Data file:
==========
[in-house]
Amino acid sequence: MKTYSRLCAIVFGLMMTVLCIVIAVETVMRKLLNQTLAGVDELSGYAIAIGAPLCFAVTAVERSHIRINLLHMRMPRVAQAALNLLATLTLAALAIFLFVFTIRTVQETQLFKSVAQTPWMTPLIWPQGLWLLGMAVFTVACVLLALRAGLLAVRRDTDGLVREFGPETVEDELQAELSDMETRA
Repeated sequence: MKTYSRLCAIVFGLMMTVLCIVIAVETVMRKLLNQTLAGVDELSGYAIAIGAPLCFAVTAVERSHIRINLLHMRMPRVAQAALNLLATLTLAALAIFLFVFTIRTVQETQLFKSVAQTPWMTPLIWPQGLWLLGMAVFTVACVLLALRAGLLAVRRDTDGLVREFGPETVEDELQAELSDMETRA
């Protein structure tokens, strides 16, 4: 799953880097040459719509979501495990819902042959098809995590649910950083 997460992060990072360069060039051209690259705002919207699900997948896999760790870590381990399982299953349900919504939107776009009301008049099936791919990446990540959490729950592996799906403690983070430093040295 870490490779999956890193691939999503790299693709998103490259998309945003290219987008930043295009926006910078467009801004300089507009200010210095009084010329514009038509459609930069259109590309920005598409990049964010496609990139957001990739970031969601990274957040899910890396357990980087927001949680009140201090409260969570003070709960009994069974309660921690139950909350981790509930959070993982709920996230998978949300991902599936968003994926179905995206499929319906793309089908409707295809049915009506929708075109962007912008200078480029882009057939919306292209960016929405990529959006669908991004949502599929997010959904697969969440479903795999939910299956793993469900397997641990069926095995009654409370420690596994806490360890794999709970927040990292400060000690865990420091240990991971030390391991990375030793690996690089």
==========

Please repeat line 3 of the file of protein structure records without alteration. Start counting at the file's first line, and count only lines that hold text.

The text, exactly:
Repeated sequence: MKTYSRLCAIVFGLMMTVLCIVIAVETVMRKLLNQTLAGVDELSGYAIAIGAPLCFAVTAVERSHIRINLLHMRMPRVAQAALNLLATLTLAALAIFLFVFTIRTVQETQLFKSVAQTPWMTPLIWPQGLWLLGMAVFTVACVLLALRAGLLAVRRDTDGLVREFGPETVEDELQAELSDMETRA